But the snuff films obviously have an extra factor that grips the collective imagination. As in a modern fable, they symbolically show human greed through the occult and dangerous power of images.
The Myth Of Snuff Films
The closest thing to a snuff film is the alleged films that David Berkowitz - known as the Son of Sam - made of some of his numerous crimes. These tapes circulated within the North American Church of Satan sect.
Some claim that Berkowitz made the footage of the 1977 Stacy Moskowitz murder in Brooklyn to sell it to Roy Radin, a Long Island businessman. Radin was known for his vast collection of porn movies, to which he wanted to add a snuff film. It is rumored that there are about ten copies of this murder, although none could ever be found.
Serial killer Charles NG also reportedly filmed his murders to distribute them commercially. Although the official FBI position denies their existence, an investigator from the North Carolina District Attorney's Office secretly confirmed that the tapes were in the agency's possession.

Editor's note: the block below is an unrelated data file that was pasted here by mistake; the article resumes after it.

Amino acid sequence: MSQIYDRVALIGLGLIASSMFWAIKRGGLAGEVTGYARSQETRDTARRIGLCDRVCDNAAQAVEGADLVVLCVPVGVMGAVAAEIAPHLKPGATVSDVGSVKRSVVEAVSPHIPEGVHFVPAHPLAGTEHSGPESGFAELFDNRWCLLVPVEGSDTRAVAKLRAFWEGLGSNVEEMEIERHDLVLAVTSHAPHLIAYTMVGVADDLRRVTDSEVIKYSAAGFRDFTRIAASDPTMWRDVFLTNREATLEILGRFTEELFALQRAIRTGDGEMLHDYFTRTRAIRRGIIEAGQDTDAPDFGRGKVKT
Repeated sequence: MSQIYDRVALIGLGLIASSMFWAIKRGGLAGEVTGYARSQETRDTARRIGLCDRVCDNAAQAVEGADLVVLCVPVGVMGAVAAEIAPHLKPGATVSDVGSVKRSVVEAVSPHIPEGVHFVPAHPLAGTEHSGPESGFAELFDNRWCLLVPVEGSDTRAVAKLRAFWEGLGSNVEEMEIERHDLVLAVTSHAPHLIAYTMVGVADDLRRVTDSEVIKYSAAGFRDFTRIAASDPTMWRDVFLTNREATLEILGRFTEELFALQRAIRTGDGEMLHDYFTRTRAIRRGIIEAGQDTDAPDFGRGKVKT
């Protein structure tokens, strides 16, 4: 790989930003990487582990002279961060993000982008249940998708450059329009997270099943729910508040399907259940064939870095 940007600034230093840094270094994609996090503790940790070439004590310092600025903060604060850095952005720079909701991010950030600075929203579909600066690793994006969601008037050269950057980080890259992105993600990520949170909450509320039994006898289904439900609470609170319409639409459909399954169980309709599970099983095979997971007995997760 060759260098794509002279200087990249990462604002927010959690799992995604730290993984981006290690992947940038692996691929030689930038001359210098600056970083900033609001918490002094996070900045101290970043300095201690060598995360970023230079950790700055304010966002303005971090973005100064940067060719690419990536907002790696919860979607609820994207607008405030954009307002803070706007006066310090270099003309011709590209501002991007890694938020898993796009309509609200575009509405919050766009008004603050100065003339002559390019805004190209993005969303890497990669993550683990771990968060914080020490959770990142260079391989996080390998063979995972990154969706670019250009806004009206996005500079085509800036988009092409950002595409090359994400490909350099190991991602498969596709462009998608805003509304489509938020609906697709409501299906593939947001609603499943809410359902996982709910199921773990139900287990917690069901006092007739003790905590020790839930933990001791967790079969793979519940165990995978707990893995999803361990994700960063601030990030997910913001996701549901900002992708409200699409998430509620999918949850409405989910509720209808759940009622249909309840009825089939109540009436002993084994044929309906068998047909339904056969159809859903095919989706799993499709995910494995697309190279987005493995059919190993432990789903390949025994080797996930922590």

The info relating to the snuff seems to have no end. During the judicial process against Johnny Zinn for the kidnapping and death of Linda Daniels (only 20 years old) in the city of New Mexico, one of his accomplices confessed that the idea was to carry out a snuff film. It was a project that never came to fruition.
Yaron Svoray, a former Israeli military man, published a book about the possible existence of these films, Gods of Death. Among other information, Svoray confirms the presence of videos that recorded the atrocities committed by soldiers in the former Yugoslavia.
In England, The Times in 1990 had published an investigation claiming that the police had discovered evidence that Mexican immigrants were being killed to make snuff films.
All these stories, plus the false ones, continue to feed the myth of snuff films.
Beyond their actual existence or not, this type of film contains some element that causes the myth to continue growing day by day. The links to certain satanic rites, sexual perversions, and simple commerce make us think about how sick we are as a society. That someone reaches sexual, religious, or monetary ecstasy through torture, outrage, or murder gives an idea of how many problems we must solve.